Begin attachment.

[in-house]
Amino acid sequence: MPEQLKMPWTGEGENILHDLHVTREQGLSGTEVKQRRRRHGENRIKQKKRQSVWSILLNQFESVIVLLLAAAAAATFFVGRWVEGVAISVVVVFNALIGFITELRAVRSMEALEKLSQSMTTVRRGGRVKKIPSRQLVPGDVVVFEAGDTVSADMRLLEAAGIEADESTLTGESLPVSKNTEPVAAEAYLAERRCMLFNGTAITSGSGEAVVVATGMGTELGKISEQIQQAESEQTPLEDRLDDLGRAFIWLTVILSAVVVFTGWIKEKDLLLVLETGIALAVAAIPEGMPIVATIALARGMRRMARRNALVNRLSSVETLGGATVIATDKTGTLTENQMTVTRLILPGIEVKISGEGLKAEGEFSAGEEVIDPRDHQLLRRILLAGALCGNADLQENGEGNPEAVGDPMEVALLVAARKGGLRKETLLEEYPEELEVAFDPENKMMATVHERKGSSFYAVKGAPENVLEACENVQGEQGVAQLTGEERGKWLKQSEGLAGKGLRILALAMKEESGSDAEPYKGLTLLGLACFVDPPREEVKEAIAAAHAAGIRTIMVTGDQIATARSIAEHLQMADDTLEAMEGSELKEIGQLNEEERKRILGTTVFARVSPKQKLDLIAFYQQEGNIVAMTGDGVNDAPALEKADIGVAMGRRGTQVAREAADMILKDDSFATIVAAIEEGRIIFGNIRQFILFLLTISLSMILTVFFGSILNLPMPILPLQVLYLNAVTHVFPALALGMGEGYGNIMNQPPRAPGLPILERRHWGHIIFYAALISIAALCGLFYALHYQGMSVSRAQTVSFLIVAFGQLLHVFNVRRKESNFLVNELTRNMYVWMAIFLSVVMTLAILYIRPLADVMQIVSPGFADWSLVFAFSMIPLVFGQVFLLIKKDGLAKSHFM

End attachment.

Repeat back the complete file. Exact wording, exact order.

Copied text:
[in-house]
Amino acid sequence: MPEQLKMPWTGEGENILHDLHVTREQGLSGTEVKQRRRRHGENRIKQKKRQSVWSILLNQFESVIVLLLAAAAAATFFVGRWVEGVAISVVVVFNALIGFITELRAVRSMEALEKLSQSMTTVRRGGRVKKIPSRQLVPGDVVVFEAGDTVSADMRLLEAAGIEADESTLTGESLPVSKNTEPVAAEAYLAERRCMLFNGTAITSGSGEAVVVATGMGTELGKISEQIQQAESEQTPLEDRLDDLGRAFIWLTVILSAVVVFTGWIKEKDLLLVLETGIALAVAAIPEGMPIVATIALARGMRRMARRNALVNRLSSVETLGGATVIATDKTGTLTENQMTVTRLILPGIEVKISGEGLKAEGEFSAGEEVIDPRDHQLLRRILLAGALCGNADLQENGEGNPEAVGDPMEVALLVAARKGGLRKETLLEEYPEELEVAFDPENKMMATVHERKGSSFYAVKGAPENVLEACENVQGEQGVAQLTGEERGKWLKQSEGLAGKGLRILALAMKEESGSDAEPYKGLTLLGLACFVDPPREEVKEAIAAAHAAGIRTIMVTGDQIATARSIAEHLQMADDTLEAMEGSELKEIGQLNEEERKRILGTTVFARVSPKQKLDLIAFYQQEGNIVAMTGDGVNDAPALEKADIGVAMGRRGTQVAREAADMILKDDSFATIVAAIEEGRIIFGNIRQFILFLLTISLSMILTVFFGSILNLPMPILPLQVLYLNAVTHVFPALALGMGEGYGNIMNQPPRAPGLPILERRHWGHIIFYAALISIAALCGLFYALHYQGMSVSRAQTVSFLIVAFGQLLHVFNVRRKESNFLVNELTRNMYVWMAIFLSVVMTLAILYIRPLADVMQIVSPGFADWSLVFAFSMIPLVFGQVFLLIKKDGLAKSHFM